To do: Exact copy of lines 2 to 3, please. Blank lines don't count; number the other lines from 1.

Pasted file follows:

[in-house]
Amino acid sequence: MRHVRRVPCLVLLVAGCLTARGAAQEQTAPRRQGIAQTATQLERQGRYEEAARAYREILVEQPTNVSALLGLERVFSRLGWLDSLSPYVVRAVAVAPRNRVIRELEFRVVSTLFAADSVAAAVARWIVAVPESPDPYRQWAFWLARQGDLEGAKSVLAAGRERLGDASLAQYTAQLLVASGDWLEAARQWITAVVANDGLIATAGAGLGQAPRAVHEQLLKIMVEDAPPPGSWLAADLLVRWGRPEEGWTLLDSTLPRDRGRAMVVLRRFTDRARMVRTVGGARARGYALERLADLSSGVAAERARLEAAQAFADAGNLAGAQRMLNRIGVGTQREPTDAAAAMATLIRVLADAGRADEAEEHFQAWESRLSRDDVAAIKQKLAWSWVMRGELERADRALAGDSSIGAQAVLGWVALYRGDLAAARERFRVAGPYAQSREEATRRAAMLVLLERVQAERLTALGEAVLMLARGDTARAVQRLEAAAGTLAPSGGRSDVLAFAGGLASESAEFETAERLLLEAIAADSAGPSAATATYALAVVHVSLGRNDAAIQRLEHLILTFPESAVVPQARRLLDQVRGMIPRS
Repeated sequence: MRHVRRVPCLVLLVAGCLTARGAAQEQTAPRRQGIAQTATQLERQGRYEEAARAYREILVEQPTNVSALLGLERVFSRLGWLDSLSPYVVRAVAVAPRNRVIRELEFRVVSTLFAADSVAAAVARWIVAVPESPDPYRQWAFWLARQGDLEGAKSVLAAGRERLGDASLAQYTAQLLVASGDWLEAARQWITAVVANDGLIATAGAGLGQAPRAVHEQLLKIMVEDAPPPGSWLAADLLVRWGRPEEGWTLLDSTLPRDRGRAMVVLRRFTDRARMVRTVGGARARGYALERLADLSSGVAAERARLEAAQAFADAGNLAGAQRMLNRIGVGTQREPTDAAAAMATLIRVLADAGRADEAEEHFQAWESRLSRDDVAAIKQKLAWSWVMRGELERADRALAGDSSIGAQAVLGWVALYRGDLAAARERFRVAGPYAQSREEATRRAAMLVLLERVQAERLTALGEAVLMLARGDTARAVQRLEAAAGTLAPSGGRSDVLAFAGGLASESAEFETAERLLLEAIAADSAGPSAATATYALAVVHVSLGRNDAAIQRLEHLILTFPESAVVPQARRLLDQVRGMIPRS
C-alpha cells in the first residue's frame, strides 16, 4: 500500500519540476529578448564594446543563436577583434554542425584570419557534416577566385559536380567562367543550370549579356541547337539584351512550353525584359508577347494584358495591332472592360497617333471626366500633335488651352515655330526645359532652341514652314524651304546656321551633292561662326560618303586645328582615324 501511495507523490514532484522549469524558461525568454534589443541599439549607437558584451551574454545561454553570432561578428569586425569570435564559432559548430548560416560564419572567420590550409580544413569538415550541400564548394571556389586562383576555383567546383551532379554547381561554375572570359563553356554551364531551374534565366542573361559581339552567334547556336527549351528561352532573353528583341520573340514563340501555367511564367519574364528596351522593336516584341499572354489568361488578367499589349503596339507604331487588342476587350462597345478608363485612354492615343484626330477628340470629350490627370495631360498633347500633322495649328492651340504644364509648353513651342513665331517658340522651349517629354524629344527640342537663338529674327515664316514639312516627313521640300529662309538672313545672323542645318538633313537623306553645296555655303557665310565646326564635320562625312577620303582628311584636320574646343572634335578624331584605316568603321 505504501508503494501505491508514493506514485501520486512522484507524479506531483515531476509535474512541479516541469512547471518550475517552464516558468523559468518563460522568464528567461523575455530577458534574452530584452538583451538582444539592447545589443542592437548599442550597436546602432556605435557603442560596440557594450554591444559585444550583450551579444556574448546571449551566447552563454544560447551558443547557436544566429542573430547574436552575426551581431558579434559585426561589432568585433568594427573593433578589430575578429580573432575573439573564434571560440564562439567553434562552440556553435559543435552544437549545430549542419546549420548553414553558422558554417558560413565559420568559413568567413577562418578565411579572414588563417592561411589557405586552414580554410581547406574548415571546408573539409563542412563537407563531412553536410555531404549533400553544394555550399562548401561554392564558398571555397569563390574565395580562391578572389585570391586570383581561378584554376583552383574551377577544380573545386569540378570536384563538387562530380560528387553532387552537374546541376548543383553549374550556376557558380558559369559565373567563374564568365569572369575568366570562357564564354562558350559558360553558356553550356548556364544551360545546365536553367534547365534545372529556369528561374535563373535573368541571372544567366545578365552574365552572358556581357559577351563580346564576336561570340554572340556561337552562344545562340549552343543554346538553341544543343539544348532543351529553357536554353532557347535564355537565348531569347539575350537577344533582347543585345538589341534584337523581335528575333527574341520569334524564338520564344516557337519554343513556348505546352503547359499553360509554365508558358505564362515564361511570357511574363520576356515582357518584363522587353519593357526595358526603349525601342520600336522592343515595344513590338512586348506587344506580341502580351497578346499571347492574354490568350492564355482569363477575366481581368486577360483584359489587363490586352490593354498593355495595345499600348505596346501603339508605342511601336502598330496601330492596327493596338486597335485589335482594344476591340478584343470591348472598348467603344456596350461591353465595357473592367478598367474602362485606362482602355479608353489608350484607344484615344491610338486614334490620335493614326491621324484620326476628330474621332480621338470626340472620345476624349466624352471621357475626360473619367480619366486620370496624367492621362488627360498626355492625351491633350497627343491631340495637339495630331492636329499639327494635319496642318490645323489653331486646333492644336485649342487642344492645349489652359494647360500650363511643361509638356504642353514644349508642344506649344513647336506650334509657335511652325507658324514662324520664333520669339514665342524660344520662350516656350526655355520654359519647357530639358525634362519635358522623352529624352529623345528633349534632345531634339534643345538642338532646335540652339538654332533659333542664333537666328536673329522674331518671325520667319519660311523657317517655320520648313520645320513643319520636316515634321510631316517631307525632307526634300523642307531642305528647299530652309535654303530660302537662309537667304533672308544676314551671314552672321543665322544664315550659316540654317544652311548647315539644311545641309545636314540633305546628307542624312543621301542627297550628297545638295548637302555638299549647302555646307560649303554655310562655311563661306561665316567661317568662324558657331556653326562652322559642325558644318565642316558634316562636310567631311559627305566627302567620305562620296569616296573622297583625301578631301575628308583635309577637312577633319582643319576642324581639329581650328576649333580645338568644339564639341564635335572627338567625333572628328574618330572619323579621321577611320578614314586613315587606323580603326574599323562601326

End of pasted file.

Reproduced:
Amino acid sequence: MRHVRRVPCLVLLVAGCLTARGAAQEQTAPRRQGIAQTATQLERQGRYEEAARAYREILVEQPTNVSALLGLERVFSRLGWLDSLSPYVVRAVAVAPRNRVIRELEFRVVSTLFAADSVAAAVARWIVAVPESPDPYRQWAFWLARQGDLEGAKSVLAAGRERLGDASLAQYTAQLLVASGDWLEAARQWITAVVANDGLIATAGAGLGQAPRAVHEQLLKIMVEDAPPPGSWLAADLLVRWGRPEEGWTLLDSTLPRDRGRAMVVLRRFTDRARMVRTVGGARARGYALERLADLSSGVAAERARLEAAQAFADAGNLAGAQRMLNRIGVGTQREPTDAAAAMATLIRVLADAGRADEAEEHFQAWESRLSRDDVAAIKQKLAWSWVMRGELERADRALAGDSSIGAQAVLGWVALYRGDLAAARERFRVAGPYAQSREEATRRAAMLVLLERVQAERLTALGEAVLMLARGDTARAVQRLEAAAGTLAPSGGRSDVLAFAGGLASESAEFETAERLLLEAIAADSAGPSAATATYALAVVHVSLGRNDAAIQRLEHLILTFPESAVVPQARRLLDQVRGMIPRS
Repeated sequence: MRHVRRVPCLVLLVAGCLTARGAAQEQTAPRRQGIAQTATQLERQGRYEEAARAYREILVEQPTNVSALLGLERVFSRLGWLDSLSPYVVRAVAVAPRNRVIRELEFRVVSTLFAADSVAAAVARWIVAVPESPDPYRQWAFWLARQGDLEGAKSVLAAGRERLGDASLAQYTAQLLVASGDWLEAARQWITAVVANDGLIATAGAGLGQAPRAVHEQLLKIMVEDAPPPGSWLAADLLVRWGRPEEGWTLLDSTLPRDRGRAMVVLRRFTDRARMVRTVGGARARGYALERLADLSSGVAAERARLEAAQAFADAGNLAGAQRMLNRIGVGTQREPTDAAAAMATLIRVLADAGRADEAEEHFQAWESRLSRDDVAAIKQKLAWSWVMRGELERADRALAGDSSIGAQAVLGWVALYRGDLAAARERFRVAGPYAQSREEATRRAAMLVLLERVQAERLTALGEAVLMLARGDTARAVQRLEAAAGTLAPSGGRSDVLAFAGGLASESAEFETAERLLLEAIAADSAGPSAATATYALAVVHVSLGRNDAAIQRLEHLILTFPESAVVPQARRLLDQVRGMIPRS